A research paper published in the New England Journal of Medicine (NEJM) today confirms earlier findings that a procedure called endovascular therapy (ET) for ischemic stroke is the best treatment option for many patients by reducing the incidents of disability. This is the fourth research paper published this year that confirms the efficacy of the treatment.
"Endovascular treatment using stent retrievers will become the standard of care for patients with acute ischemic stroke" says Dr. Mayank Goyal, University of Calgary, Cumming School of Medicine, Hotchkiss Brain Institute (HBI) and Department of Radiology.
The paper was co-authored by Goyal and Dr. Jeffrey Saver, Professor of Neurology, Geffen School of Medicine at UCLA and Director, UCLA Comprehensive Stroke Center.
Overall, positive outcomes for patients increased from 35 per cent to 60 per cent.
The clinical trial is known by the acronym SWIFT-PRIME. (Solitaire with the Intention for Thrombectomy as Primary Endovascular Treatment) randomized 196 patients to receive either t-PA, a clot busting drug or tPA plus ET. The study had 39 participating sites in the United States and Western Europe.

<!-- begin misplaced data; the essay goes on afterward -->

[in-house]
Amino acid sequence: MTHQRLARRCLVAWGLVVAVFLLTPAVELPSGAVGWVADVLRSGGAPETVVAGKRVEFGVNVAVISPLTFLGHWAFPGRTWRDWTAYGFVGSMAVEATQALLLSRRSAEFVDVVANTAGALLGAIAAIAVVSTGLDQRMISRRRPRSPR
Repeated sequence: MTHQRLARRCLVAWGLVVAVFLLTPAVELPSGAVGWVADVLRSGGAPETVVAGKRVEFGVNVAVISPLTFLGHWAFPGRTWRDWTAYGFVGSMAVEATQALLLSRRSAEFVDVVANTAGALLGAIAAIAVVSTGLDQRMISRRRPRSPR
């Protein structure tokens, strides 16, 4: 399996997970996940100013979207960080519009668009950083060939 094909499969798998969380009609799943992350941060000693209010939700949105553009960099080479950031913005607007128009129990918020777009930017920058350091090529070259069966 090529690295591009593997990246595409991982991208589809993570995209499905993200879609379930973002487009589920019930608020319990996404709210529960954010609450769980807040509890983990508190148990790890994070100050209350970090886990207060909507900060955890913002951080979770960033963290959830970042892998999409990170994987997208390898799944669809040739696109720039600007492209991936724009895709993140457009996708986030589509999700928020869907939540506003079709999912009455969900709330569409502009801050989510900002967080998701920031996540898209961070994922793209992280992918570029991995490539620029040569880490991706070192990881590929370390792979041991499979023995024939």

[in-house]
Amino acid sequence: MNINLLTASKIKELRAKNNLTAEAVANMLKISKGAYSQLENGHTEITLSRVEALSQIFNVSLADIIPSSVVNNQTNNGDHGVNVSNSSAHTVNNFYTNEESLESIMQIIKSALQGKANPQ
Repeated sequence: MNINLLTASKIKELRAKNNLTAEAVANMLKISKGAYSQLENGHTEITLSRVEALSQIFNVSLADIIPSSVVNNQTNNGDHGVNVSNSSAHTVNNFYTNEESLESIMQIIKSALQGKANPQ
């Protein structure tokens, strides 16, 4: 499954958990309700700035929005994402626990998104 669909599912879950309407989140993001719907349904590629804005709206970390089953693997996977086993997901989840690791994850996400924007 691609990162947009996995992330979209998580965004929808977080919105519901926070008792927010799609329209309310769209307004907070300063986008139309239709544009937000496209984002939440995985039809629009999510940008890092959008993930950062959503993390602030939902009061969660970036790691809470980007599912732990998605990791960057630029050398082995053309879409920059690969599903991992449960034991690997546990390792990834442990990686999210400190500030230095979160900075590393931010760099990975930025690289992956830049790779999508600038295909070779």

ET is performed by inserting a thin tube into the artery in the groin, through the body, and into the brain vessels to the clot. This is done under image-guided care using an X-ray. The clot is then removed by a retrievable stent and pulled out, restoring blood flow to the brain.
This is the second NEJM publication for Goyal this year. In February Goyal, along with HBI and Department of Clinical Neuroscience members Drs. Michael Hill and Andrew Demchuk, led an international stroke trial showing that ET for ischemic stroke victims dramatically improved outcome.
The trial known as ESCAPE (Endovascular treatment for Small Core and Anterior circulation Proximal occlusion with Emphasis on minimizing CT to recanalization times), showed positive outcomes for patients increased from 30 per cent to 55 per cent. In many cases, instead of suffering major neurological disability, patients went home to resume their lives. The overall mortality rate was reduced from two in 10 patients for standard treatment of care to one in 10 patients - a 50 per cent reduction with ET.
ESCAPE was led by the HBI along with the departments of clinical neurosciences and radiology at the Cumming School of Medicine. ESCAPE had 316 patients, at 22 sites in five countries. Eleven of these sites were in Canada.
As a result of all four publications, policy makers are now in the process of rewriting international clinical care guidelines for stroke care.
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